From the Operating Room to Pediatrics, Northeastern Co-op Says Work in Spanish Medical Clinic Cemented His Career Goal

Medical dramas like “Grey’s Anatomy” set expectations for a generation of aspiring doctors that they’d spend most of their medical training and career in the operating room, saving lives in a dramatic way.

Northeastern biology major Marcello Twahirwa was lucky enough to get time in both the operating room and with patients during a co-op at a medical clinic in Seville, Spain, teaching him that being a good provider starts with developing a relationship with a patient.

“It was cool,” said Twahirwa, who will graduate in May 2025. “It definitely cemented that I want to do something in health care and specifically in an operating room, but it also shone a light on other specialties.”

Twahirwa rotated through three specialties during his time in Spain in the fall 2023 semester: radiology, surgery, and pediatrics. He spent two weeks in radiology, but otherwise split his time between surgery and pediatrics.

On his surgery rotation days, Twahirwa would help with maxillofacial surgeries, holding the suction by the patient’s mouth or other tools while the surgeons did their work. He also scrubbed into a few orthopedic surgeries and got to help with minor tasks like cutting sutures.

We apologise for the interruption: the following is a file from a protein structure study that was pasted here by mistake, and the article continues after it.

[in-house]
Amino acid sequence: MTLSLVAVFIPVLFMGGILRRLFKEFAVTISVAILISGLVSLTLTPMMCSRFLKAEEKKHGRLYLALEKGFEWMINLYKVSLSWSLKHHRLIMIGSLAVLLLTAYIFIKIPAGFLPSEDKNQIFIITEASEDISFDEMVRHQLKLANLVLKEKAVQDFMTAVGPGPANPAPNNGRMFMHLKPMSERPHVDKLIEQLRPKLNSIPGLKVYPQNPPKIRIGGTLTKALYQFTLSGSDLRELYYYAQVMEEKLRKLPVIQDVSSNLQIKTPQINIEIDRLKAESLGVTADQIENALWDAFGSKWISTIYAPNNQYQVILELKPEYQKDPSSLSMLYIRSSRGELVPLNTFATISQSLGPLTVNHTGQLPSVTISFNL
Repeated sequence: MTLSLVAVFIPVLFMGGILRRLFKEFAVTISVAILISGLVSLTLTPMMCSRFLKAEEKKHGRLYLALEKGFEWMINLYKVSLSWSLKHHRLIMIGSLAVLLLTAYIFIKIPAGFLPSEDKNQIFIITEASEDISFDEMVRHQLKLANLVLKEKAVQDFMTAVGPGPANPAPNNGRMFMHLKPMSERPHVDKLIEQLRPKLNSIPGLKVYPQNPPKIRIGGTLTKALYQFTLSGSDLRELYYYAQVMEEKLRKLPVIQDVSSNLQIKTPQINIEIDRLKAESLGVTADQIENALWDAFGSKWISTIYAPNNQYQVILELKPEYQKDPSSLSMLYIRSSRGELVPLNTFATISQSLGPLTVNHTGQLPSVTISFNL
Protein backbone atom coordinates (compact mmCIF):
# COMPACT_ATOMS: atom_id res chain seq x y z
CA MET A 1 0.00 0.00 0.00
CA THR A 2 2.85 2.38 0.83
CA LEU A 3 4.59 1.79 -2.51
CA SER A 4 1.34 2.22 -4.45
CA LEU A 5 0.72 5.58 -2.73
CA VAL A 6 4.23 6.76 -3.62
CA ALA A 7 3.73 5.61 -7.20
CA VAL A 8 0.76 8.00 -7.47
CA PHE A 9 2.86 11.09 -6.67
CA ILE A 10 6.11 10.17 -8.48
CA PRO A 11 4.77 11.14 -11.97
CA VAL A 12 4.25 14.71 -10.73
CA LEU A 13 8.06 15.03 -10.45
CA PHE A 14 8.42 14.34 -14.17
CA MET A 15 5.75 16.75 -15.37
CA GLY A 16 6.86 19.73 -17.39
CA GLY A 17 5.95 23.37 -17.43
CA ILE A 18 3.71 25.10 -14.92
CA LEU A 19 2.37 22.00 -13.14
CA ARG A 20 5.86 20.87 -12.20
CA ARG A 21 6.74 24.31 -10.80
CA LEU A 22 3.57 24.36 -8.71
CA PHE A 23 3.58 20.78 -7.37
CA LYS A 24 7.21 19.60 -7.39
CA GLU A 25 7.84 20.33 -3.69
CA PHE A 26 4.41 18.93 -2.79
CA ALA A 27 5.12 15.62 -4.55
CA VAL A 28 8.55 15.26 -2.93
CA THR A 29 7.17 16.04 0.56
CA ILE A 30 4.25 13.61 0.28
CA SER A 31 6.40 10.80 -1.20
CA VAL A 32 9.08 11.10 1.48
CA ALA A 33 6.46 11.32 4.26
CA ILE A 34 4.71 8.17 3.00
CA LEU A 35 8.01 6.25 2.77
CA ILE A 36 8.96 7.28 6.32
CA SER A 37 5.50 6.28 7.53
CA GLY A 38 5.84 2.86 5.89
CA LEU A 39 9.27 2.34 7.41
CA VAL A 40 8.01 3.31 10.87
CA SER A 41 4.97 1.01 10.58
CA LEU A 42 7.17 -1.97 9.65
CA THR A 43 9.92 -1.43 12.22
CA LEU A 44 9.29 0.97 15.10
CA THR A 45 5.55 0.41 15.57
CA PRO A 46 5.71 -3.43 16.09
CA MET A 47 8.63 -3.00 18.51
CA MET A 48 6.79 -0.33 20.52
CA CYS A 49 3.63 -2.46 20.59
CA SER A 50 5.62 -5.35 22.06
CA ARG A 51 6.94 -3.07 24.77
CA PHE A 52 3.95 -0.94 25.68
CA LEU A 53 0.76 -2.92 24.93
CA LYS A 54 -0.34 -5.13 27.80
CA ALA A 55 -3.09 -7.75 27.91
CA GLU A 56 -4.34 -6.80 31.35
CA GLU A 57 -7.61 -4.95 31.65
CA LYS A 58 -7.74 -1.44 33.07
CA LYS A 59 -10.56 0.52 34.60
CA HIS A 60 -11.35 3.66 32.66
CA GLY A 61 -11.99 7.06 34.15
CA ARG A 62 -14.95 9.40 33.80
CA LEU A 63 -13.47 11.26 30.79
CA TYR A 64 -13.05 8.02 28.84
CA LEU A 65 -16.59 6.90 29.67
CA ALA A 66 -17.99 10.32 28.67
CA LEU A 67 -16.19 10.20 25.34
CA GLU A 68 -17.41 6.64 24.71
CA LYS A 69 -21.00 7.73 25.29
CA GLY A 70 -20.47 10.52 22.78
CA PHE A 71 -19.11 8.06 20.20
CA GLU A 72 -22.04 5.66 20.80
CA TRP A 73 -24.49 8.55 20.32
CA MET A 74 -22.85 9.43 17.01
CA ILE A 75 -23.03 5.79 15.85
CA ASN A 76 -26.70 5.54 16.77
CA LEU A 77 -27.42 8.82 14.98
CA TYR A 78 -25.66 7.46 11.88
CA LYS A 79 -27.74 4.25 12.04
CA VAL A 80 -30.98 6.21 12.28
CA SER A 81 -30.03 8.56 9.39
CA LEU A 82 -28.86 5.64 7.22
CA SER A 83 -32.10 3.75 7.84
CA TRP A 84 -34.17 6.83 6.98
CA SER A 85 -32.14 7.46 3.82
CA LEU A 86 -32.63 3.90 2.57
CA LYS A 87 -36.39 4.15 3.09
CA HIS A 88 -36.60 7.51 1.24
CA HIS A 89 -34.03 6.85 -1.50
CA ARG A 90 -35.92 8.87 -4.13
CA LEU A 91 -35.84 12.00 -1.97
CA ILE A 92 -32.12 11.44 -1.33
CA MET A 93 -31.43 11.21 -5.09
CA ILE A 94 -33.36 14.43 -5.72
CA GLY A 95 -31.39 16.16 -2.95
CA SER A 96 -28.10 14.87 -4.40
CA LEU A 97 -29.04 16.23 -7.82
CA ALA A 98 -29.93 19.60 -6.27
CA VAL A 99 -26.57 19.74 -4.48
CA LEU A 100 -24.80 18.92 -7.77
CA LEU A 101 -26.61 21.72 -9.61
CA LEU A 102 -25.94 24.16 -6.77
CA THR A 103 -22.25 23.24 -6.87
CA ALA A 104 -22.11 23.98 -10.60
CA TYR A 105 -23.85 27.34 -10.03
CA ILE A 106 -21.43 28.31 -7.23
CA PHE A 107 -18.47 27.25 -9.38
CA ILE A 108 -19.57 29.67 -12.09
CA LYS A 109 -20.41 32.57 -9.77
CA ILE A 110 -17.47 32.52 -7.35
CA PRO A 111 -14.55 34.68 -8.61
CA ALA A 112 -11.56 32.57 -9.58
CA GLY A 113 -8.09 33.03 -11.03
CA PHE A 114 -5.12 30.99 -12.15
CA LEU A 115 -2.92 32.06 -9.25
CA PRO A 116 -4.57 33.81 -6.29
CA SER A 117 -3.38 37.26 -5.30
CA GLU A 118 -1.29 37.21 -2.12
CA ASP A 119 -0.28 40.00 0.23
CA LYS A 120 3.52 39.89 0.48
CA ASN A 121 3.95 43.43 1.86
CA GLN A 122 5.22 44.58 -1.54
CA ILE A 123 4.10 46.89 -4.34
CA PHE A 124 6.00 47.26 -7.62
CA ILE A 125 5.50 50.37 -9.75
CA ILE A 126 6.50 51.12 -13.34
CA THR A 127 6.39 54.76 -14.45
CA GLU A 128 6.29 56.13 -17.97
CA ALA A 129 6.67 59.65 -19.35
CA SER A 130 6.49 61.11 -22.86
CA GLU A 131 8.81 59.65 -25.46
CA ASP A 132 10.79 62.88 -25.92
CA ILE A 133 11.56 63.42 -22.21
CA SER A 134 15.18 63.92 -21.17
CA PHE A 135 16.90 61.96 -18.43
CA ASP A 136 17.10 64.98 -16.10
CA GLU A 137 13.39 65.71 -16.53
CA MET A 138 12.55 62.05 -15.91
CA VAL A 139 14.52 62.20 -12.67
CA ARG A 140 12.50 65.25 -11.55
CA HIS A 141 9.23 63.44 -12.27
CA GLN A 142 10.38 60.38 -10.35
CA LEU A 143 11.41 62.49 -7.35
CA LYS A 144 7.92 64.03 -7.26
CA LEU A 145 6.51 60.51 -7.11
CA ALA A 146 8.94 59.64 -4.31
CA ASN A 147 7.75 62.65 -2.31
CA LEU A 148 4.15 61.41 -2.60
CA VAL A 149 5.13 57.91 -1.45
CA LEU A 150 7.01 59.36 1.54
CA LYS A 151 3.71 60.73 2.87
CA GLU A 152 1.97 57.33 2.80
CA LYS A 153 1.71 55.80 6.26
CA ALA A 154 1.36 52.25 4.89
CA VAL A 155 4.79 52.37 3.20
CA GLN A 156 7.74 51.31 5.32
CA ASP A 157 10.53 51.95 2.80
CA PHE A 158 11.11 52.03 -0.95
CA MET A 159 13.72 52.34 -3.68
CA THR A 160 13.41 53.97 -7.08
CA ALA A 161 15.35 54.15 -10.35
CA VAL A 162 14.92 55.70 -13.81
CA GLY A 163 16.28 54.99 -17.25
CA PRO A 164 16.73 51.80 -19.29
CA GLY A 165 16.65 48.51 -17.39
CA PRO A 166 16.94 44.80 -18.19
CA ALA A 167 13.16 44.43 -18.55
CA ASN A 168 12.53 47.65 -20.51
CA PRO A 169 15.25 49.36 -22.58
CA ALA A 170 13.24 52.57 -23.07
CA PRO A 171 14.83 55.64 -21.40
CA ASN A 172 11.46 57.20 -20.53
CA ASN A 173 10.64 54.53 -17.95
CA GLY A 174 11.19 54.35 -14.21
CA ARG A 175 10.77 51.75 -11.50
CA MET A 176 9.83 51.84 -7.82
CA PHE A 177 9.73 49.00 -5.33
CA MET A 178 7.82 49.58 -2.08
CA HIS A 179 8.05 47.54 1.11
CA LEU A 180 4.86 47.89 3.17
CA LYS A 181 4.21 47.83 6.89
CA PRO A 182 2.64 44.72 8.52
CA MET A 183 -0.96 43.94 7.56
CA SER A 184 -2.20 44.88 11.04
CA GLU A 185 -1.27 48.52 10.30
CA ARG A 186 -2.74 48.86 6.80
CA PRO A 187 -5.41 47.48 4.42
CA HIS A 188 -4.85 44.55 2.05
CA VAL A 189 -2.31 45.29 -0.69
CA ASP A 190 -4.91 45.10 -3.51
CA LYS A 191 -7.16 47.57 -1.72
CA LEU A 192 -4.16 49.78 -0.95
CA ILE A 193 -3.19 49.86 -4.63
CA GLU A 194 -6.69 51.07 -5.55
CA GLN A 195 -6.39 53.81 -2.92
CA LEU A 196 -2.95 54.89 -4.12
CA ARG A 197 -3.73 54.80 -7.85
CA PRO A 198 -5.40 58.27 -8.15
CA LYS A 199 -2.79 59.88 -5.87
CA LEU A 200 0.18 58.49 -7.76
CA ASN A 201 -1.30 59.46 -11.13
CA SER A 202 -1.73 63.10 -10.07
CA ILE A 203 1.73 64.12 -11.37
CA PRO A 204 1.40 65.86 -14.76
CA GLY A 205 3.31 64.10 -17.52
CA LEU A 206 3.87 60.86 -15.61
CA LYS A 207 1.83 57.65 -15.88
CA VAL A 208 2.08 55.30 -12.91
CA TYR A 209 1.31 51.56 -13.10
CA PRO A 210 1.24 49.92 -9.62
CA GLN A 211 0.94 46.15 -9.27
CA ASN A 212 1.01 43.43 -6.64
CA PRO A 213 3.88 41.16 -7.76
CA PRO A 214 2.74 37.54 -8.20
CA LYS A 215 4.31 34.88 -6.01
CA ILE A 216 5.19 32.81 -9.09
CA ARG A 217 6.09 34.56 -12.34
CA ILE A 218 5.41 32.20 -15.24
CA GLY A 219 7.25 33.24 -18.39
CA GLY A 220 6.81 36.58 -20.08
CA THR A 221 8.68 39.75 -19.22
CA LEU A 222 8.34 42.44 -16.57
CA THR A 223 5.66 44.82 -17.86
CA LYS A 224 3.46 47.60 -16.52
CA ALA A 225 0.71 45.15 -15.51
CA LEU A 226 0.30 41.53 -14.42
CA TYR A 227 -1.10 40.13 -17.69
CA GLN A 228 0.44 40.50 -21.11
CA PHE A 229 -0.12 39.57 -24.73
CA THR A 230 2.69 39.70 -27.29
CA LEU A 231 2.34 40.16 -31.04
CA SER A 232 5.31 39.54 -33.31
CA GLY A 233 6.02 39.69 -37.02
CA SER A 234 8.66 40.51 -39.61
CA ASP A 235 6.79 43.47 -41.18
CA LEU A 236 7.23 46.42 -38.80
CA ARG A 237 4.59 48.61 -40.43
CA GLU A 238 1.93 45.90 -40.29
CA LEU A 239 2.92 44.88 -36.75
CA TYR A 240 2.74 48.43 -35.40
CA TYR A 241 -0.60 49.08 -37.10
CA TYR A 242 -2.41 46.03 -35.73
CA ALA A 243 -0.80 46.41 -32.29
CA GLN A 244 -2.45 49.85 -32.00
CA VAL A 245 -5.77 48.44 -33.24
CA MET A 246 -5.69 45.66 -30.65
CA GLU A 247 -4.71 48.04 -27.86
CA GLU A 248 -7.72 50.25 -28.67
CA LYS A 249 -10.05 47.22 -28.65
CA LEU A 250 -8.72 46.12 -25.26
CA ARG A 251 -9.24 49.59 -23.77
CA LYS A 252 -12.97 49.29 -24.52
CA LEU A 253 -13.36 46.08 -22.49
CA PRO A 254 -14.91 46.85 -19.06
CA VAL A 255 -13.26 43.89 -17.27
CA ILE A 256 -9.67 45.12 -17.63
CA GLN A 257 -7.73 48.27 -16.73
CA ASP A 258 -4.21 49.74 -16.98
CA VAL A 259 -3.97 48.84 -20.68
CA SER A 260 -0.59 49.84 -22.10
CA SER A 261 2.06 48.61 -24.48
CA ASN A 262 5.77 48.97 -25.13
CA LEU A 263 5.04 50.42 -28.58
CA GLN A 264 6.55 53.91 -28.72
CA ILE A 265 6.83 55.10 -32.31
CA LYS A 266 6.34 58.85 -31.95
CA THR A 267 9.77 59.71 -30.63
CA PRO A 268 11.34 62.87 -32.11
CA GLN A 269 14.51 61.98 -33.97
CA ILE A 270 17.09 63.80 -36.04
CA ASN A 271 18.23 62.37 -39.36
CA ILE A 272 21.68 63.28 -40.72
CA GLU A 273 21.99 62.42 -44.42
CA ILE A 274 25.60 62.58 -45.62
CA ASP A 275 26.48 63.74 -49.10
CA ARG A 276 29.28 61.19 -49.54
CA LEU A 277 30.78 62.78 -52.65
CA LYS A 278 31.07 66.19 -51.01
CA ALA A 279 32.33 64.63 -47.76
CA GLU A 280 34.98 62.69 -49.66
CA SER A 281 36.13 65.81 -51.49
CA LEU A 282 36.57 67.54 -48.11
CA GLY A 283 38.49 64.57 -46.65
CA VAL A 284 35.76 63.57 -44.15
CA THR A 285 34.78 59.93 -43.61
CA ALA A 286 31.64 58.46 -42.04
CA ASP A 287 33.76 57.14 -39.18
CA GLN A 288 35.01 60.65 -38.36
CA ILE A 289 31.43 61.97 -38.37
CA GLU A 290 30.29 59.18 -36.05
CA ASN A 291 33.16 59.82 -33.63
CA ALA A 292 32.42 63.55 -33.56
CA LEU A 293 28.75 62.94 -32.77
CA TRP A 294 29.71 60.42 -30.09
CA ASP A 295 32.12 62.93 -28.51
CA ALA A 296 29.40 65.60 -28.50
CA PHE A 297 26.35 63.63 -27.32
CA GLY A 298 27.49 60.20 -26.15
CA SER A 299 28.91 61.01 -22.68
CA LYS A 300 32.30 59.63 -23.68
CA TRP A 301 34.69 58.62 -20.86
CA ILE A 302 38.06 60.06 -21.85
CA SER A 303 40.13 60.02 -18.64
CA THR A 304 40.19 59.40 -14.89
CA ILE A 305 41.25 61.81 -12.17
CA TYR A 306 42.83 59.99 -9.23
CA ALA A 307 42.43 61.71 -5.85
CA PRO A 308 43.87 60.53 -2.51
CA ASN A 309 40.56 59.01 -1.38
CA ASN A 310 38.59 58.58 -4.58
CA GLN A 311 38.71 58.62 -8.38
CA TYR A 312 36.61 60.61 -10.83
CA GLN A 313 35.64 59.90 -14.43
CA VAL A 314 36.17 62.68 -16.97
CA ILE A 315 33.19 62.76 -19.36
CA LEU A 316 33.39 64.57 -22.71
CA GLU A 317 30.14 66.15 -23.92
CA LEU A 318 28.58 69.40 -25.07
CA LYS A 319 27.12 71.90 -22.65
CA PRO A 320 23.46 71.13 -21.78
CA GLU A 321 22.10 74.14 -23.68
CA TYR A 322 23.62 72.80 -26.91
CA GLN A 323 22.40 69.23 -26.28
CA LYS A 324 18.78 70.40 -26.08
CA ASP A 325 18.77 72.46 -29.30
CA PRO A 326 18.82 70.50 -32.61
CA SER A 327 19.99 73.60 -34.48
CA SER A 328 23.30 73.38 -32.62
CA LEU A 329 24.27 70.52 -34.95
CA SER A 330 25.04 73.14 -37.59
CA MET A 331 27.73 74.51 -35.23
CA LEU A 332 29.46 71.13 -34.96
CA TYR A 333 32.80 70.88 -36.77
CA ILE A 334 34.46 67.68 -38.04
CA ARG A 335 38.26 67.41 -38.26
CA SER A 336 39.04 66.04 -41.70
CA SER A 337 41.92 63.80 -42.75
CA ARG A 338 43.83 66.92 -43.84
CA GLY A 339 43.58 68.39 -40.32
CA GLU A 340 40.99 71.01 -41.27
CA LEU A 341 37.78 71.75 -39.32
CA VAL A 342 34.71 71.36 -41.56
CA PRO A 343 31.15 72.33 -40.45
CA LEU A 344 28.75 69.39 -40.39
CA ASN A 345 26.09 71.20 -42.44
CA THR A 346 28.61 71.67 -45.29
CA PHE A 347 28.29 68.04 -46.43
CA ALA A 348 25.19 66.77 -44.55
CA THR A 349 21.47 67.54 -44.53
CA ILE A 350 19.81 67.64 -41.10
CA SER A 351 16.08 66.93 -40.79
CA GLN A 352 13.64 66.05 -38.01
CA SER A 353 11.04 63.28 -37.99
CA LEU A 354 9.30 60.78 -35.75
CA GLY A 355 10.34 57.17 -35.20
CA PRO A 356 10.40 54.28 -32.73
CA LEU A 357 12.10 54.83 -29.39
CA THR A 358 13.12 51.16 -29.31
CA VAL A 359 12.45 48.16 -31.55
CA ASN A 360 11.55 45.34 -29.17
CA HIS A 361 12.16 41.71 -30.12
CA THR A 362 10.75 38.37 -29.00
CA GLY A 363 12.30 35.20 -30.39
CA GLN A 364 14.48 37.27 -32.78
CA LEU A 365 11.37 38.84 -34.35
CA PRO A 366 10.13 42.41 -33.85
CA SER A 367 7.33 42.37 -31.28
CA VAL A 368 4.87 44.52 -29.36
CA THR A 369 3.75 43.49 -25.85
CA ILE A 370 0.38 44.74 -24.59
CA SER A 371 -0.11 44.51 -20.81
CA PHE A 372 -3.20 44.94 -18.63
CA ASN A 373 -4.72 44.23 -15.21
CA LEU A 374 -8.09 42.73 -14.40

“It wasn’t my first time in an OR, but it was my first time having scrubbed in,” Twahirwa said. “Surgery isn’t for everyone … but I was lucky enough to run into a couple of visiting surgeons that took an interest in me.”

When he wasn’t in surgery, Twahirwa spent time in the clinic’s pediatrics unit where he helped with vaccinations and oral swab tests. His work calming young patients as they got their blood drawn or had their vitals taken taught him a lot about the human side of working in medicine.

“I learned a lot, especially in pediatrics,” Twahirwa said. “Specifically, I learned a lot about patient interaction, which is essential to be a successful or good physician.”

The experience was Twahirwa’s first time working with children and in Spanish. He is Mexican and grew up speaking Spanish. Because of this, Twahirwa applied for co-ops in Spanish-speaking countries like Chile and Argentina so he could use his skills.

But he found working in Spain — which has a different accent — and with children in a medical setting was a new challenge. Learning Spanish medical terminology was “the hardest part,” he said.

Twahirwa also learned a bit about life in Spain while on co-op. When on the surgical team, he would leave early for the day if the procedures ended early or a patient didn’t show up. The first time this happened, Twahirwa walked out the clinic around lunchtime and was surprised to find so many people enjoying siesta.

Originally Published at News@Northeastern by Erin Kayata Read More